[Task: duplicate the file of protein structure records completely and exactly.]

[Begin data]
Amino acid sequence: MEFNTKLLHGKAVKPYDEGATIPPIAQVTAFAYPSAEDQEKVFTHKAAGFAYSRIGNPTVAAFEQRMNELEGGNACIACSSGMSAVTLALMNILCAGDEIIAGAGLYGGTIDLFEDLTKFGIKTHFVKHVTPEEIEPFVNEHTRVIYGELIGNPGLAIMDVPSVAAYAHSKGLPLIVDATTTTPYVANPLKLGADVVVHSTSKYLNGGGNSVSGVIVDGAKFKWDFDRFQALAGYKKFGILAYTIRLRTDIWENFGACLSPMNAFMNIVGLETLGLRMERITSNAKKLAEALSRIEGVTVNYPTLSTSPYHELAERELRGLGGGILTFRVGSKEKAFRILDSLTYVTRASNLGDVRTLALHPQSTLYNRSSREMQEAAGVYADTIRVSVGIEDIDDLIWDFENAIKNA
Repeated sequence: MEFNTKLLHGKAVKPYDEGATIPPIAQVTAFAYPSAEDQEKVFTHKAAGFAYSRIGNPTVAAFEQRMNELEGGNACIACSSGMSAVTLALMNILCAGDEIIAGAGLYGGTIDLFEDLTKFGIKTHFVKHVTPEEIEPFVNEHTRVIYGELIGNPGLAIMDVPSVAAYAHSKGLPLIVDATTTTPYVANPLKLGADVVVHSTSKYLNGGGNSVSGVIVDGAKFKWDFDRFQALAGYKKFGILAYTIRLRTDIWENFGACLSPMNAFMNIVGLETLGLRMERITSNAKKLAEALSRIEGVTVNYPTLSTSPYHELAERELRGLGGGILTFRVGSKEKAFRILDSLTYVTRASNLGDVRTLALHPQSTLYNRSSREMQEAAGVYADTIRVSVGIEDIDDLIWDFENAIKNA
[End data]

Amino acid sequence: MEFNTKLLHGKAVKPYDEGATIPPIAQVTAFAYPSAEDQEKVFTHKAAGFAYSRIGNPTVAAFEQRMNELEGGNACIACSSGMSAVTLALMNILCAGDEIIAGAGLYGGTIDLFEDLTKFGIKTHFVKHVTPEEIEPFVNEHTRVIYGELIGNPGLAIMDVPSVAAYAHSKGLPLIVDATTTTPYVANPLKLGADVVVHSTSKYLNGGGNSVSGVIVDGAKFKWDFDRFQALAGYKKFGILAYTIRLRTDIWENFGACLSPMNAFMNIVGLETLGLRMERITSNAKKLAEALSRIEGVTVNYPTLSTSPYHELAERELRGLGGGILTFRVGSKEKAFRILDSLTYVTRASNLGDVRTLALHPQSTLYNRSSREMQEAAGVYADTIRVSVGIEDIDDLIWDFENAIKNA
Repeated sequence: MEFNTKLLHGKAVKPYDEGATIPPIAQVTAFAYPSAEDQEKVFTHKAAGFAYSRIGNPTVAAFEQRMNELEGGNACIACSSGMSAVTLALMNILCAGDEIIAGAGLYGGTIDLFEDLTKFGIKTHFVKHVTPEEIEPFVNEHTRVIYGELIGNPGLAIMDVPSVAAYAHSKGLPLIVDATTTTPYVANPLKLGADVVVHSTSKYLNGGGNSVSGVIVDGAKFKWDFDRFQALAGYKKFGILAYTIRLRTDIWENFGACLSPMNAFMNIVGLETLGLRMERITSNAKKLAEALSRIEGVTVNYPTLSTSPYHELAERELRGLGGGILTFRVGSKEKAFRILDSLTYVTRASNLGDVRTLALHPQSTLYNRSSREMQEAAGVYADTIRVSVGIEDIDDLIWDFENAIKNA